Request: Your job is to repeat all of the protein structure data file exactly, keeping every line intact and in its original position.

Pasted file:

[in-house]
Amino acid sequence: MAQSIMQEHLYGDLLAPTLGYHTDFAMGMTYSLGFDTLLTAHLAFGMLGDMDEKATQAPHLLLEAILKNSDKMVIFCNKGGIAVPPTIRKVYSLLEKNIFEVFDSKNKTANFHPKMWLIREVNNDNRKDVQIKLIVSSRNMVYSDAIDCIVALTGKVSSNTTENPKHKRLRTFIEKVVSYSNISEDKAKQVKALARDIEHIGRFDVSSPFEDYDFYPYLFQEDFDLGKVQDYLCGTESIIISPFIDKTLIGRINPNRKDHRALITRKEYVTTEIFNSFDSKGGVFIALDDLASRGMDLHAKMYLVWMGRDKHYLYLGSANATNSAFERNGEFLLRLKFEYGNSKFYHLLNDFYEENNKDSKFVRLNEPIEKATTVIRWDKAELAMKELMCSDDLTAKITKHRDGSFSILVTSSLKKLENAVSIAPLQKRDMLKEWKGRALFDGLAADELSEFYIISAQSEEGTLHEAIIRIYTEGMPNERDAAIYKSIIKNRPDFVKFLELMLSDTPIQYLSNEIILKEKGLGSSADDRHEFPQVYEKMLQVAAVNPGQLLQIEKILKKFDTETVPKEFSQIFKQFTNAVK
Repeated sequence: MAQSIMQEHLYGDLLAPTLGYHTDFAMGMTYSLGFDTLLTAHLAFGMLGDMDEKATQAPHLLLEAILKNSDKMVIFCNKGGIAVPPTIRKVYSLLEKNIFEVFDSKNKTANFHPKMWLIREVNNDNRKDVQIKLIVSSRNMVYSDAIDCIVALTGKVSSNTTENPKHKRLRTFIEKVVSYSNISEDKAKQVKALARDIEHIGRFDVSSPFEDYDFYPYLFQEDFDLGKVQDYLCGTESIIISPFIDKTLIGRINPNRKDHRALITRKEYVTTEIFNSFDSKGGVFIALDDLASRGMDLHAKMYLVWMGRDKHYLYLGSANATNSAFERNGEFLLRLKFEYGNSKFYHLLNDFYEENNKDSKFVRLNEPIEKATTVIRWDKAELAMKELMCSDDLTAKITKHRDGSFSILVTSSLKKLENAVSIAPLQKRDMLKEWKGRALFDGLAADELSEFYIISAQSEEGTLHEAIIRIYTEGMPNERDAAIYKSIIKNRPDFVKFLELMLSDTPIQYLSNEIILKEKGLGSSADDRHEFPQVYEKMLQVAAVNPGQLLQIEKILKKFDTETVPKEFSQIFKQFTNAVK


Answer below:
[in-house]
Amino acid sequence: MAQSIMQEHLYGDLLAPTLGYHTDFAMGMTYSLGFDTLLTAHLAFGMLGDMDEKATQAPHLLLEAILKNSDKMVIFCNKGGIAVPPTIRKVYSLLEKNIFEVFDSKNKTANFHPKMWLIREVNNDNRKDVQIKLIVSSRNMVYSDAIDCIVALTGKVSSNTTENPKHKRLRTFIEKVVSYSNISEDKAKQVKALARDIEHIGRFDVSSPFEDYDFYPYLFQEDFDLGKVQDYLCGTESIIISPFIDKTLIGRINPNRKDHRALITRKEYVTTEIFNSFDSKGGVFIALDDLASRGMDLHAKMYLVWMGRDKHYLYLGSANATNSAFERNGEFLLRLKFEYGNSKFYHLLNDFYEENNKDSKFVRLNEPIEKATTVIRWDKAELAMKELMCSDDLTAKITKHRDGSFSILVTSSLKKLENAVSIAPLQKRDMLKEWKGRALFDGLAADELSEFYIISAQSEEGTLHEAIIRIYTEGMPNERDAAIYKSIIKNRPDFVKFLELMLSDTPIQYLSNEIILKEKGLGSSADDRHEFPQVYEKMLQVAAVNPGQLLQIEKILKKFDTETVPKEFSQIFKQFTNAVK
Repeated sequence: MAQSIMQEHLYGDLLAPTLGYHTDFAMGMTYSLGFDTLLTAHLAFGMLGDMDEKATQAPHLLLEAILKNSDKMVIFCNKGGIAVPPTIRKVYSLLEKNIFEVFDSKNKTANFHPKMWLIREVNNDNRKDVQIKLIVSSRNMVYSDAIDCIVALTGKVSSNTTENPKHKRLRTFIEKVVSYSNISEDKAKQVKALARDIEHIGRFDVSSPFEDYDFYPYLFQEDFDLGKVQDYLCGTESIIISPFIDKTLIGRINPNRKDHRALITRKEYVTTEIFNSFDSKGGVFIALDDLASRGMDLHAKMYLVWMGRDKHYLYLGSANATNSAFERNGEFLLRLKFEYGNSKFYHLLNDFYEENNKDSKFVRLNEPIEKATTVIRWDKAELAMKELMCSDDLTAKITKHRDGSFSILVTSSLKKLENAVSIAPLQKRDMLKEWKGRALFDGLAADELSEFYIISAQSEEGTLHEAIIRIYTEGMPNERDAAIYKSIIKNRPDFVKFLELMLSDTPIQYLSNEIILKEKGLGSSADDRHEFPQVYEKMLQVAAVNPGQLLQIEKILKKFDTETVPKEFSQIFKQFTNAVK